A Taliban suicide bomber killed 14 Nepalese security guards in a blast targeting their Kabul minibus, officials said, the first claimed attack in the capital since Washington expanded the US military's authority to strike the insurgents.
The attack, which police said was carried out by a suicide bomber on foot, came shortly before 6:00 am on a main road leading east out of the capital towards the city of Jalalabad.
"As a result 14 foreigners were killed, all Nepalese nationals," the interior ministry said in a statement, adding it "strongly condemns" the attack.
The guards were employed by a company that provides security to Western embassies in Kabul, a security official who asked to remain anonymous told AFP. Nine other people were wounded, including five Nepalese and four Afghans, the ministry said.
The sound of the explosion could be heard across Kabul and a plume of smoke could be seen above the site of the blast on the Jalalabad road, a main route that houses many foreign compounds and military facilities.
More than two dozen ambulances rushed to the scene, an AFP journalist said, with police blocking off the road. Children watched as the yellow, blood-spattered bus was taken away. There was also damage to shops near the explosion site with windows shattered.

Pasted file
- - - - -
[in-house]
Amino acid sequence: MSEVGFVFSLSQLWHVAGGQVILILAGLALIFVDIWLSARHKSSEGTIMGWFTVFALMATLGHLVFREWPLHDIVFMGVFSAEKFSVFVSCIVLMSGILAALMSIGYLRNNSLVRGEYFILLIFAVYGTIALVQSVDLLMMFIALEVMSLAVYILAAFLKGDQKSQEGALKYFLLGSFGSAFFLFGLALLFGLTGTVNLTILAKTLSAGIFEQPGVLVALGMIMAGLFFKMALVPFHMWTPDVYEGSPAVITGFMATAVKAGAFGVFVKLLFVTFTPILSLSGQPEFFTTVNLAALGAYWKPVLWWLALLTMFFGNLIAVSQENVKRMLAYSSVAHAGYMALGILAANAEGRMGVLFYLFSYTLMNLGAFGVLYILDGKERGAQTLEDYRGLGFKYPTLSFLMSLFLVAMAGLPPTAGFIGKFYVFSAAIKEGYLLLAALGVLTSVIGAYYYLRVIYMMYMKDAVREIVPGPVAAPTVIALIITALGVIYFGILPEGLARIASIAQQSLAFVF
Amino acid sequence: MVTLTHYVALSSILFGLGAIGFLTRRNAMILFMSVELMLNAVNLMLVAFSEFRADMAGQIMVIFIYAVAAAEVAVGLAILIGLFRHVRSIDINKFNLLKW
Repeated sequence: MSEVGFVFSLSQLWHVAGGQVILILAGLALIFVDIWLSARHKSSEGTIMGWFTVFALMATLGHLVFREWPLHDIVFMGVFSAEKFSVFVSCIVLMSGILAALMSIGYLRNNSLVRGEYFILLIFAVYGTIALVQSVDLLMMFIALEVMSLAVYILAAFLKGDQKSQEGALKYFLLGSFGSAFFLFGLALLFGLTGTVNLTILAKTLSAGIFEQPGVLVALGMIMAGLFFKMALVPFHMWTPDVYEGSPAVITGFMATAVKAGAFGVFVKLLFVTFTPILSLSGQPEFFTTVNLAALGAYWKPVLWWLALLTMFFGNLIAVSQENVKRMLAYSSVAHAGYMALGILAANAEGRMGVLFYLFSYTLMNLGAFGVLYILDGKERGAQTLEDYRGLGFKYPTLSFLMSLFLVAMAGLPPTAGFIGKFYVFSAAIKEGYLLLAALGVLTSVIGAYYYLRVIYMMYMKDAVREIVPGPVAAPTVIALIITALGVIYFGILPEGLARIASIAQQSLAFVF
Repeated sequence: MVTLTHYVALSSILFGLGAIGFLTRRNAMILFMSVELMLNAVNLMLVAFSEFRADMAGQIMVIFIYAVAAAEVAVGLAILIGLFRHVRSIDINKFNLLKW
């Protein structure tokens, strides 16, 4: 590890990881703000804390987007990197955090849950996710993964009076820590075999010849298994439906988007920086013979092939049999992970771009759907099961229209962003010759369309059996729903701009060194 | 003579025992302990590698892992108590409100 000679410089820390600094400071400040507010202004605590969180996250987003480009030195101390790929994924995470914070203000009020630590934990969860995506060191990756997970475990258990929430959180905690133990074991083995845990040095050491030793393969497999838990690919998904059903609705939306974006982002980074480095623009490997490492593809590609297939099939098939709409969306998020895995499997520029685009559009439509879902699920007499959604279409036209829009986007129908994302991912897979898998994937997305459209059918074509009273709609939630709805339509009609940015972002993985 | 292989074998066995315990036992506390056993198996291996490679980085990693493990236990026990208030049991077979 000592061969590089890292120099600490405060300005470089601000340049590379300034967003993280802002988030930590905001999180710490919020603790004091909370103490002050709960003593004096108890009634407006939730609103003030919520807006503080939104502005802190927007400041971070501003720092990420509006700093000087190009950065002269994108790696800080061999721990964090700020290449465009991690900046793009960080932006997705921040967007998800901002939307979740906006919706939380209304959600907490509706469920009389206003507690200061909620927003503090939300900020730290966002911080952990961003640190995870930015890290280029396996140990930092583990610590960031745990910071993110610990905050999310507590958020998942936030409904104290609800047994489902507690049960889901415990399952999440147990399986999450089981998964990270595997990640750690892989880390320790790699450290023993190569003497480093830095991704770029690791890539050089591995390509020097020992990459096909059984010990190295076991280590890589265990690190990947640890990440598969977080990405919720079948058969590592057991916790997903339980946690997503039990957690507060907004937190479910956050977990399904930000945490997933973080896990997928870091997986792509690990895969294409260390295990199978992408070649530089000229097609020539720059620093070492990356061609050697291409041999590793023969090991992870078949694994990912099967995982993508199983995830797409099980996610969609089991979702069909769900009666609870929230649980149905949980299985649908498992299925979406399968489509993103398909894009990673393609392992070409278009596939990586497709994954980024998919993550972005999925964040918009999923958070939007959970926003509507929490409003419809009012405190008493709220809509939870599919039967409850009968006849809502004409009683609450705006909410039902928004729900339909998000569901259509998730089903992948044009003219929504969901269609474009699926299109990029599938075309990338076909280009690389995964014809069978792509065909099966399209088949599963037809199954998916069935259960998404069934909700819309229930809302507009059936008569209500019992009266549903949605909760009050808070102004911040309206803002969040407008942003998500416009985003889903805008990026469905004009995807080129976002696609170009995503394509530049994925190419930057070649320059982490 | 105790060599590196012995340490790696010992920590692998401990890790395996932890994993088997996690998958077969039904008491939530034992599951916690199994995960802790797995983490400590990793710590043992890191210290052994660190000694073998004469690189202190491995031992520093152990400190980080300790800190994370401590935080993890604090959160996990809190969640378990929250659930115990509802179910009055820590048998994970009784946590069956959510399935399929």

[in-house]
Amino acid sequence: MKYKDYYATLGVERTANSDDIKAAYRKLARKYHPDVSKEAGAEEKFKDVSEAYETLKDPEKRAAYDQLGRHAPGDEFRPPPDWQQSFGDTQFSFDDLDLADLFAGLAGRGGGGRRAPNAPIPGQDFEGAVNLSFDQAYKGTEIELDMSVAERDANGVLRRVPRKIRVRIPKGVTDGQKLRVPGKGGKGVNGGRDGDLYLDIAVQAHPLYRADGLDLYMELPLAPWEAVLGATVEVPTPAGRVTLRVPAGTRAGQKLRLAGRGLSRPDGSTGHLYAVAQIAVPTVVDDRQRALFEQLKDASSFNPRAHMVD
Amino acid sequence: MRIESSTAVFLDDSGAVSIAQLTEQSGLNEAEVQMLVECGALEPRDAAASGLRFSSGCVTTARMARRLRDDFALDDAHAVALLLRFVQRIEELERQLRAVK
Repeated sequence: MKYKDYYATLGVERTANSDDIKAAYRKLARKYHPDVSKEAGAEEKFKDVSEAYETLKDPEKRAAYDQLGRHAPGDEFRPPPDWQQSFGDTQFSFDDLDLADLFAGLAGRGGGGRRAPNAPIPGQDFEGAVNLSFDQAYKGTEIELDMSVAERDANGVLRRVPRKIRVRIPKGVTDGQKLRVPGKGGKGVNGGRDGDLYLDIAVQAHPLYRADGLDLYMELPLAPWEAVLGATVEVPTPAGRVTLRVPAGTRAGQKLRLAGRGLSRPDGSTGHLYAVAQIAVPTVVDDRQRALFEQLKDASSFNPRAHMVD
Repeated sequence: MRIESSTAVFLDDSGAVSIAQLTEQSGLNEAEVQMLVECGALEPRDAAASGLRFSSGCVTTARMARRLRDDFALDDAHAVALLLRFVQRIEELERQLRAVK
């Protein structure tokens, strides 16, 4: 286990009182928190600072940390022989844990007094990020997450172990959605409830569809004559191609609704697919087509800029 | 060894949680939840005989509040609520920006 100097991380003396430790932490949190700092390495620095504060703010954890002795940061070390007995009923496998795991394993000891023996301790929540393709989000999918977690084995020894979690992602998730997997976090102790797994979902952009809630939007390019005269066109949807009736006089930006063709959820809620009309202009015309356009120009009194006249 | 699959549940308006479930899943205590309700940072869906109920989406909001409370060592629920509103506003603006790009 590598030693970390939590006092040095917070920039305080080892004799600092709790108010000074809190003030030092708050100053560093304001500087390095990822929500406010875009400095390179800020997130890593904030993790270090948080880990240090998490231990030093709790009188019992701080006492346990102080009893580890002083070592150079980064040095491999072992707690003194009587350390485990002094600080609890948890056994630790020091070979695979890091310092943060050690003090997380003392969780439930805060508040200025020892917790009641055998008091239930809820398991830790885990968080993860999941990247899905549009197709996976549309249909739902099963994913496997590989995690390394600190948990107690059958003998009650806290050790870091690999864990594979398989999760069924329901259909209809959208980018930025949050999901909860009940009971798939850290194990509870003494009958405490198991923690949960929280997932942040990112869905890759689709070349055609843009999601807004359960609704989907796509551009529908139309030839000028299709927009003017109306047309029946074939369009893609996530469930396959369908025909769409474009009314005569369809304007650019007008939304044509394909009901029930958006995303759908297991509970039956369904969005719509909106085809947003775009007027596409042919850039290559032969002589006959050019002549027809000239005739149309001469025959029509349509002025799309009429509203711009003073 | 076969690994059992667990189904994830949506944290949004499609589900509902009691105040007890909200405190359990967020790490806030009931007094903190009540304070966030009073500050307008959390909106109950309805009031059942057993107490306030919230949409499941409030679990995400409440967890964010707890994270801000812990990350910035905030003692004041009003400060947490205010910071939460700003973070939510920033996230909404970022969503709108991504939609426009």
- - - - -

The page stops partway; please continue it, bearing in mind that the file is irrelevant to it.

Taliban spokesman Zabihullah Mujahid claimed responsibility for the attack on social media, saying it was "against the forces of aggression" in Afghanistan.
The attack comes days after Washington announced an expansion of the US military's authority to conduct air strikes against the Taliban, significantly boosting Afghan forces who have limited close air-support capacities.
It was the first attack in the capital since the start of the holy fasting month of Ramadan two weeks ago. The Taliban have rejected the government's call for a ceasefire over the month.
The last attack in the Afghan capital on April 19 left 64 dead and more than 340 wounded, and was also claimed by the Taliban.
The resurgent militants have been fighting against the Western-backed Kabul government since they were ousted from power by a US-led invasion in late 2001.
They have stepped up attacks in recent weeks as part of their annual spring offensive. Last month they named Haibatullah Akhundzada their new leader, in a swift power transition after former head Mullah Akhtar Mansour was killed in a US drone strike in Pakistan.
US forces have been in an advisory role in Afghanistan since the start of 2015 and had only been authorised to hit Taliban targets for defensive reasons, or to protect Afghan soldiers.
The recent changes mean US troops can now work more closely with local fighters in striking the Taliban, who have demanded the departure of all foreign forces.
Highways around Afghanistan passing through insurgency-prone areas have become exceedingly dangerous, with the Taliban and other armed groups frequently kidnapping or killing travellers.